2. Of Apamea, a distinguished sophist, the head for some time of the school of Plotinus, was a disciple of lamblichus, after whose death (before a. d. 330), he went to Constantinople, where he enjoyed the favour and personal friendship of Constantine, who afterwards, however, put him to death, from the motive, as was alleged, of giving a proof of the sincerity of his own conversion to Christianity (Sozom. H.E. i. 5 ; comp. the note of Valesius ; Suid. s. v.). Eunapius, who gives a fuller account of the matter ( Vit. Aedes. pp. 36, 37, 41), and Zosimus (ii. 40) ascribe his death to the machinations of Ablabius ; and, according to the former writer, the pretext for his condemnation was the charge that he detained by magical arts a fleet laden with corn, of which Constantinople was in the utmost want. The time of his deatli must have been between a. d. 330 and 337. (Clinton. Fast. Rom. s. a. 312, 326, 330.) The only works ascribed to him by Suidas are, one On Prudence (Tlepl Upovoias), and another On Persons who are undeservedly Fortunate or Unfortunate (Tre/cl t&v trapa rr)V d^lav evirpayovvTwv 77 ftudTrpayovvTcav). There are, however, several other writings, grammatical, and of miscellaneous information, under the name of Sopater, but the best critics ascribe these to a younger Sopater, of Apamea or Alexandria, whom Suidas distinguishes, and, as they suppose, rightly so, from the philosopher of the time of Constantine. Whether this view is correct can hardly be determined with certainty.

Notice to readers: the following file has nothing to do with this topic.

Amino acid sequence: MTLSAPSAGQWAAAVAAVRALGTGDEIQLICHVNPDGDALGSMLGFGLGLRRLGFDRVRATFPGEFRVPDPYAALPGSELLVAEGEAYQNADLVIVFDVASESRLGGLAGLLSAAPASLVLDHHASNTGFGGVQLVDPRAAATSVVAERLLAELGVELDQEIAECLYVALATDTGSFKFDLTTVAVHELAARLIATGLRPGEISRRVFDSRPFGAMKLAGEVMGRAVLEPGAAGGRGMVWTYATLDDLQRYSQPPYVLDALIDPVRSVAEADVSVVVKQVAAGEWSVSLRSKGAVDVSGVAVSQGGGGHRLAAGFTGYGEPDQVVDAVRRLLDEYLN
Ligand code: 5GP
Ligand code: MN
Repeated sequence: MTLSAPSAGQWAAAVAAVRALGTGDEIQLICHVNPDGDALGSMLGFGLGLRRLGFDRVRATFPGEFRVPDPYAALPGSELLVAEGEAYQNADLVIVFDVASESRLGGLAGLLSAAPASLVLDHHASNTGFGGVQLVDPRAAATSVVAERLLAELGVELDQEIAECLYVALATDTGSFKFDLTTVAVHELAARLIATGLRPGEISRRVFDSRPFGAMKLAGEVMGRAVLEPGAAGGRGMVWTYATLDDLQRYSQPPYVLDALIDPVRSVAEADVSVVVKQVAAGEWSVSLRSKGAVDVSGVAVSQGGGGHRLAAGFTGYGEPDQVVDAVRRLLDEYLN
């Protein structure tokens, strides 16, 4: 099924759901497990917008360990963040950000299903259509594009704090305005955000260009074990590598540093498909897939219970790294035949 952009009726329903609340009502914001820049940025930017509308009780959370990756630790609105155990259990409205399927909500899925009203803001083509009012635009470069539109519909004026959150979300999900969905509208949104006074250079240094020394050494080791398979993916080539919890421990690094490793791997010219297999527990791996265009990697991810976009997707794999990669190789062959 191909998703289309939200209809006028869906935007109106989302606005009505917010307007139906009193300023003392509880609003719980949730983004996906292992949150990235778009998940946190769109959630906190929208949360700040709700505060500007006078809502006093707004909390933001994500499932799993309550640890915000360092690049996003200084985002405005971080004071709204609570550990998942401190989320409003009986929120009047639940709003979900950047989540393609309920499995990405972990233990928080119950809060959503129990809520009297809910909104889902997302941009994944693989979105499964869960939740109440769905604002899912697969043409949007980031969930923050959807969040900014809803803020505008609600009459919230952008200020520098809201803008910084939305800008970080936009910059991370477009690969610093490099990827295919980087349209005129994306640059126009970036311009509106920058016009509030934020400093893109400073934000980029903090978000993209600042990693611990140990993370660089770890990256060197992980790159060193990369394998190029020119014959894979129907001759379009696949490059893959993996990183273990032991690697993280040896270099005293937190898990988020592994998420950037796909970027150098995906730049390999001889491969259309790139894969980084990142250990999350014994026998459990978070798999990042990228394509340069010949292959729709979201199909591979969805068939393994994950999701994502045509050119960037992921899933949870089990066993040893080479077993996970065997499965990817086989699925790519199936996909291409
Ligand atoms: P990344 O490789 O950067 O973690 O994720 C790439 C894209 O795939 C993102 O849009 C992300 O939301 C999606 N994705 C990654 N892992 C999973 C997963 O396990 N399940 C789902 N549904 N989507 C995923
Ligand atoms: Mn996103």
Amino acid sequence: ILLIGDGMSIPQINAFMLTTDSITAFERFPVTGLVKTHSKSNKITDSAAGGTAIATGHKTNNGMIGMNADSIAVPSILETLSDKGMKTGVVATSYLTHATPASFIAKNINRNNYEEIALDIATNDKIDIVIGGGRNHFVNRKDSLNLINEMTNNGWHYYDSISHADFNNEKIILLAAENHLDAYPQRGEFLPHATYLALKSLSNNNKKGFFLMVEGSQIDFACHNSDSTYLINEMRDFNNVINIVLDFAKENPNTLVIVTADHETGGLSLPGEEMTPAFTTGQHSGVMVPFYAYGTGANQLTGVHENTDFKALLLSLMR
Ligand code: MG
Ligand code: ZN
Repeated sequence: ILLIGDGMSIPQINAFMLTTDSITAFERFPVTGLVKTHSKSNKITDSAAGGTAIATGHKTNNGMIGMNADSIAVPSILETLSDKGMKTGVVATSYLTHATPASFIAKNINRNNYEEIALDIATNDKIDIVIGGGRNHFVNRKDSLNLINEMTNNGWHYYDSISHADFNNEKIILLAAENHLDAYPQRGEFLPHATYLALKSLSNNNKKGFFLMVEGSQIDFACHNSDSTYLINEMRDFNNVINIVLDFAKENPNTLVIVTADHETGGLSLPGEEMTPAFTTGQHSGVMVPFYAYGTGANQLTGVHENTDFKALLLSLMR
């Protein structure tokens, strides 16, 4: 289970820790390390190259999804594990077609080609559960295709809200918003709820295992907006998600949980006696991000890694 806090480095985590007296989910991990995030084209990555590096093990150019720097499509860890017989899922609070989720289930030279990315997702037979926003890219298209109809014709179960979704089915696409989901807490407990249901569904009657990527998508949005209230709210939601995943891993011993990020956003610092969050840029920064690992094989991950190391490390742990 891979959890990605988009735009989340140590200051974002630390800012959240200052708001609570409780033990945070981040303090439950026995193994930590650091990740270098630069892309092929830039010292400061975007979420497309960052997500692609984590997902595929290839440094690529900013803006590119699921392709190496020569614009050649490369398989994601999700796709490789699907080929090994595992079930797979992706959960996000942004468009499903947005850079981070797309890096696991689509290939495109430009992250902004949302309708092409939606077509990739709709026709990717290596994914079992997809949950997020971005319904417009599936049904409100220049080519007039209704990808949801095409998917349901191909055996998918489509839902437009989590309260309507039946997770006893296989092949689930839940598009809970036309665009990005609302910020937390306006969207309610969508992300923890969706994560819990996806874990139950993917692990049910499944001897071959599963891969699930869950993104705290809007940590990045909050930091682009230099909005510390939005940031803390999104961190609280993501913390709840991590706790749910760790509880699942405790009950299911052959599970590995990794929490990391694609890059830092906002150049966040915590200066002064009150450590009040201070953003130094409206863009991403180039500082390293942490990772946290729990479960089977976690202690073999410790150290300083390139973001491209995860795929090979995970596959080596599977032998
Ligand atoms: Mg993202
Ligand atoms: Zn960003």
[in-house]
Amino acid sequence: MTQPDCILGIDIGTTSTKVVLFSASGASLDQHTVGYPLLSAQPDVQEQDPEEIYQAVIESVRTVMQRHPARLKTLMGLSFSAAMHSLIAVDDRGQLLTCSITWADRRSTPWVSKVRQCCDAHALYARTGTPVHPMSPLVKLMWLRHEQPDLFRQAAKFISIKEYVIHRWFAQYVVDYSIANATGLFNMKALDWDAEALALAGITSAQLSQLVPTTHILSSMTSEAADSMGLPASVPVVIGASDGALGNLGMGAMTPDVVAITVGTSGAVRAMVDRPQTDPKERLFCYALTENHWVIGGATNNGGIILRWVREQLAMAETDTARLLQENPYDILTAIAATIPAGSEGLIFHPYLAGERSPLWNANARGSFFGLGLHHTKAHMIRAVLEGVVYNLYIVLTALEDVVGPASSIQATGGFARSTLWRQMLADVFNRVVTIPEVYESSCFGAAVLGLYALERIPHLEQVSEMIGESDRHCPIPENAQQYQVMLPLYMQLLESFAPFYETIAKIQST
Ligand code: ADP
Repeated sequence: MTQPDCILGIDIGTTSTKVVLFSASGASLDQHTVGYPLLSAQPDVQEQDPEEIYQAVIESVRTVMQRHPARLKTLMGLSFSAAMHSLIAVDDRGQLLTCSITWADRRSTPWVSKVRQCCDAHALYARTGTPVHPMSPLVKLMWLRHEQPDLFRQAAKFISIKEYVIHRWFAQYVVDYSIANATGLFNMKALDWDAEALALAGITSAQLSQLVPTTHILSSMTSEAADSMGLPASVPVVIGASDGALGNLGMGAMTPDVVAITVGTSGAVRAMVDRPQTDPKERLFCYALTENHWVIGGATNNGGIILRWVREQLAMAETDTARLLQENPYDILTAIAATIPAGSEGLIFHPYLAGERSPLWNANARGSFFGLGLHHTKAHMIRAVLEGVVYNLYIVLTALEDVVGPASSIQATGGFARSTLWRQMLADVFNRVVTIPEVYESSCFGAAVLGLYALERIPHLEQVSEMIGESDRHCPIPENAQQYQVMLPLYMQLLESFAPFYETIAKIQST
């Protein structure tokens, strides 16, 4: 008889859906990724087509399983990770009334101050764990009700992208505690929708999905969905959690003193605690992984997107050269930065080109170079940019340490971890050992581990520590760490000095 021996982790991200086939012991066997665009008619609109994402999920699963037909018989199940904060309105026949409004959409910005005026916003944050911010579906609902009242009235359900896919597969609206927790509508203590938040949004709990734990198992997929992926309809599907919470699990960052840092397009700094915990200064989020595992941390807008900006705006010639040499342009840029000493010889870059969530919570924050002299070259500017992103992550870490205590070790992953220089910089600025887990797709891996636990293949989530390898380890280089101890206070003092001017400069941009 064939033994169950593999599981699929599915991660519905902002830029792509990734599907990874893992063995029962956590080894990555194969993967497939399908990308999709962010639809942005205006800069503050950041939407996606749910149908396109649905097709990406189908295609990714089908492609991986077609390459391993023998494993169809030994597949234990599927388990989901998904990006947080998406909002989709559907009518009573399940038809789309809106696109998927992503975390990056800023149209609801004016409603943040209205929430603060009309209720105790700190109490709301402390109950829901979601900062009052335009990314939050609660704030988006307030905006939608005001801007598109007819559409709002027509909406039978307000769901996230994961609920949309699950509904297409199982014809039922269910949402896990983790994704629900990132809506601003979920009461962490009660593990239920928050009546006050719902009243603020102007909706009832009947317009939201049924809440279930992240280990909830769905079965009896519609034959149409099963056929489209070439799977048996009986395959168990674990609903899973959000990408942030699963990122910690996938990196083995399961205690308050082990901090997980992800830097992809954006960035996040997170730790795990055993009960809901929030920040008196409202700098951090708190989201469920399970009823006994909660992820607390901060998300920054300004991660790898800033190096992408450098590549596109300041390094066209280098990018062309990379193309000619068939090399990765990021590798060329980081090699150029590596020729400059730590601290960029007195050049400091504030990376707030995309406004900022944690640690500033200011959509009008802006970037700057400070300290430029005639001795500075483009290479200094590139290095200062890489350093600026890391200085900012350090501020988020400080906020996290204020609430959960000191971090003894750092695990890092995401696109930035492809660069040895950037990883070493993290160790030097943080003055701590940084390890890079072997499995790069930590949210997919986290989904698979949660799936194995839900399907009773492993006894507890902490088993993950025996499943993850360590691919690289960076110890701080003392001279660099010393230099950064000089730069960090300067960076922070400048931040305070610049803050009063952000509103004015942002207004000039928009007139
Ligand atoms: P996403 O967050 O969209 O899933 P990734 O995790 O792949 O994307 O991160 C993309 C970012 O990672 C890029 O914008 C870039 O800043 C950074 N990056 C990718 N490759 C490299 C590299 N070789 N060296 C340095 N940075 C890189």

3. The younger sophist, of Apamea, or of Alex« andria, is supposed to have lived about two hundred years later than the former. Suidas tells us that he wrote epitomes of numerous works, and that some ascribed to him the Historical Extracts (tK\oyr)V r&v icrropivv}, which, we may therefore infer, others attributed to the elder Sopater. Pho-tius (Bibl. Cod. 161) has preserved an abstract of this €K\oyrj, or, as he calls it, €K\oyal Sidtyopoi, from which it appears that the work contained a vast variety of facts and figments, collected from a great number of authors. A list of the writers quoted by Sopater is given by Fabricius (Bibl. Graec. vol. x. pp. 720—722 ; comp. vol. ii. p. 321, vol. iii. p. 5.1, vol. iv. p. 250, and Vossius, de Hist^ Graec. p. 294, ed. Westermann).